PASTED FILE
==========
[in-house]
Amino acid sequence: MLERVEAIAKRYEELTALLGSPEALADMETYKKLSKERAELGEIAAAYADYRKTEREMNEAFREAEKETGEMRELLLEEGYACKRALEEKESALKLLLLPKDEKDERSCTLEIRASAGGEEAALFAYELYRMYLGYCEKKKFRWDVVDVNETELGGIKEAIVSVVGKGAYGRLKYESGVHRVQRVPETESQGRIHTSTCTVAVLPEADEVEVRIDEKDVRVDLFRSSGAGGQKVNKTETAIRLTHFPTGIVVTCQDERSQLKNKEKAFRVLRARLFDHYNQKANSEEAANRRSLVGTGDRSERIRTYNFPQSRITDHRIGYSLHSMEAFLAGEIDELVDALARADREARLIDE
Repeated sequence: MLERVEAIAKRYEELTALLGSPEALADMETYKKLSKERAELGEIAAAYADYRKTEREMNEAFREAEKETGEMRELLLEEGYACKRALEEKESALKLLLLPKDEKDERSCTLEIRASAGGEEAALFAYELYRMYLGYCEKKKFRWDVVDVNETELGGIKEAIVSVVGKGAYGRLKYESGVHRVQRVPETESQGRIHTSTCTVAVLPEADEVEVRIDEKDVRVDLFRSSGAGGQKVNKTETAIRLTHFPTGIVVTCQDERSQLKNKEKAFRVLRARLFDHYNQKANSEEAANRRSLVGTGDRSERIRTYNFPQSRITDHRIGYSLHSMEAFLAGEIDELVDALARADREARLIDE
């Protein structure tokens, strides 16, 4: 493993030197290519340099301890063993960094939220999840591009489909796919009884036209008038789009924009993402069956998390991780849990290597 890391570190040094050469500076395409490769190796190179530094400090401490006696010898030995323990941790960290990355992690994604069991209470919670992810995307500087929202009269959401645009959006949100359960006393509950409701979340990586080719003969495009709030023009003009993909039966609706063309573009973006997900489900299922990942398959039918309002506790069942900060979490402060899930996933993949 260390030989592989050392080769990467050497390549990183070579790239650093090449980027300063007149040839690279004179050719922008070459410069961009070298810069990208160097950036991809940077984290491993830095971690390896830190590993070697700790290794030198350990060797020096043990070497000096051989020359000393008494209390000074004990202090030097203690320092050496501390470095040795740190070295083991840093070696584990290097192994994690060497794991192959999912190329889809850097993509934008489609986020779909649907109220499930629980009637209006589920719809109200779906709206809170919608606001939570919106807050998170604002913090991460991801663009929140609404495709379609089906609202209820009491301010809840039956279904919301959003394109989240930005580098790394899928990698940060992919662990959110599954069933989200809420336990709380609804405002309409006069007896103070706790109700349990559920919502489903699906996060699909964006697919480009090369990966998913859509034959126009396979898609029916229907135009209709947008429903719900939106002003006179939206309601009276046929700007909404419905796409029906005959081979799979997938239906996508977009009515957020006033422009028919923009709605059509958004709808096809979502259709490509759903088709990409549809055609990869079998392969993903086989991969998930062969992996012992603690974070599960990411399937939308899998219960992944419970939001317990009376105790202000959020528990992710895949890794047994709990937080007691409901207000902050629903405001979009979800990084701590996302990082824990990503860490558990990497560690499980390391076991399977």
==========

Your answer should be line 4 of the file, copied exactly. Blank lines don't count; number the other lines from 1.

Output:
């Protein structure tokens, strides 16, 4: 493993030197290519340099301890063993960094939220999840591009489909796919009884036209008038789009924009993402069956998390991780849990290597 890391570190040094050469500076395409490769190796190179530094400090401490006696010898030995323990941790960290990355992690994604069991209470919670992810995307500087929202009269959401645009959006949100359960006393509950409701979340990586080719003969495009709030023009003009993909039966609706063309573009973006997900489900299922990942398959039918309002506790069942900060979490402060899930996933993949 260390030989592989050392080769990467050497390549990183070579790239650093090449980027300063007149040839690279004179050719922008070459410069961009070298810069990208160097950036991809940077984290491993830095971690390896830190590993070697700790290794030198350990060797020096043990070497000096051989020359000393008494209390000074004990202090030097203690320092050496501390470095040795740190070295083991840093070696584990290097192994994690060497794991192959999912190329889809850097993509934008489609986020779909649907109220499930629980009637209006589920719809109200779906709206809170919608606001939570919106807050998170604002913090991460991801663009929140609404495709379609089906609202209820009491301010809840039956279904919301959003394109989240930005580098790394899928990698940060992919662990959110599954069933989200809420336990709380609804405002309409006069007896103070706790109700349990559920919502489903699906996060699909964006697919480009090369990966998913859509034959126009396979898609029916229907135009209709947008429903719900939106002003006179939206309601009276046929700007909404419905796409029906005959081979799979997938239906996508977009009515957020006033422009028919923009709605059509958004709808096809979502259709490509759903088709990409549809055609990869079998392969993903086989991969998930062969992996012992603690974070599960990411399937939308899998219960992944419970939001317990009376105790202000959020528990992710895949890794047994709990937080007691409901207000902050629903405001979009979800990084701590996302990082824990990503860490558990990497560690499980390391076991399977």